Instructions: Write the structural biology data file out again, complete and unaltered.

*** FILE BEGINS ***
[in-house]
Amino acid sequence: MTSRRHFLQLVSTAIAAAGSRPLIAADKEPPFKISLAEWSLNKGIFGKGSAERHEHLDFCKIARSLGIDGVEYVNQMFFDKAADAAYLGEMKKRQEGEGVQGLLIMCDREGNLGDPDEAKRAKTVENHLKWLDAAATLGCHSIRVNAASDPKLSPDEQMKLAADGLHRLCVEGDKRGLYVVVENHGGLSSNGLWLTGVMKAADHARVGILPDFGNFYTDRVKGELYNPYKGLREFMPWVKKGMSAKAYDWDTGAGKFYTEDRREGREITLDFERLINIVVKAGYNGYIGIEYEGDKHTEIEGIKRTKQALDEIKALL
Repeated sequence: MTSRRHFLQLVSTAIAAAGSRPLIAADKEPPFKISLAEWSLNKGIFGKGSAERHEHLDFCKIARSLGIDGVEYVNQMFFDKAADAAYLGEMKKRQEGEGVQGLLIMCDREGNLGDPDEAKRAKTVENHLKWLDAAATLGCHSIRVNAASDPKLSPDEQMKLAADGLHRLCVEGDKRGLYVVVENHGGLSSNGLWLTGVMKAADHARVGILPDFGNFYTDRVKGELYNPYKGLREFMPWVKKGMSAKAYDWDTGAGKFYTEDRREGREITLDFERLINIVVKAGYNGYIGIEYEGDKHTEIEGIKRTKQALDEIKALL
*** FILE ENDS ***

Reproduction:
[in-house]
Amino acid sequence: MTSRRHFLQLVSTAIAAAGSRPLIAADKEPPFKISLAEWSLNKGIFGKGSAERHEHLDFCKIARSLGIDGVEYVNQMFFDKAADAAYLGEMKKRQEGEGVQGLLIMCDREGNLGDPDEAKRAKTVENHLKWLDAAATLGCHSIRVNAASDPKLSPDEQMKLAADGLHRLCVEGDKRGLYVVVENHGGLSSNGLWLTGVMKAADHARVGILPDFGNFYTDRVKGELYNPYKGLREFMPWVKKGMSAKAYDWDTGAGKFYTEDRREGREITLDFERLINIVVKAGYNGYIGIEYEGDKHTEIEGIKRTKQALDEIKALL
Repeated sequence: MTSRRHFLQLVSTAIAAAGSRPLIAADKEPPFKISLAEWSLNKGIFGKGSAERHEHLDFCKIARSLGIDGVEYVNQMFFDKAADAAYLGEMKKRQEGEGVQGLLIMCDREGNLGDPDEAKRAKTVENHLKWLDAAATLGCHSIRVNAASDPKLSPDEQMKLAADGLHRLCVEGDKRGLYVVVENHGGLSSNGLWLTGVMKAADHARVGILPDFGNFYTDRVKGELYNPYKGLREFMPWVKKGMSAKAYDWDTGAGKFYTEDRREGREITLDFERLINIVVKAGYNGYIGIEYEGDKHTEIEGIKRTKQALDEIKALL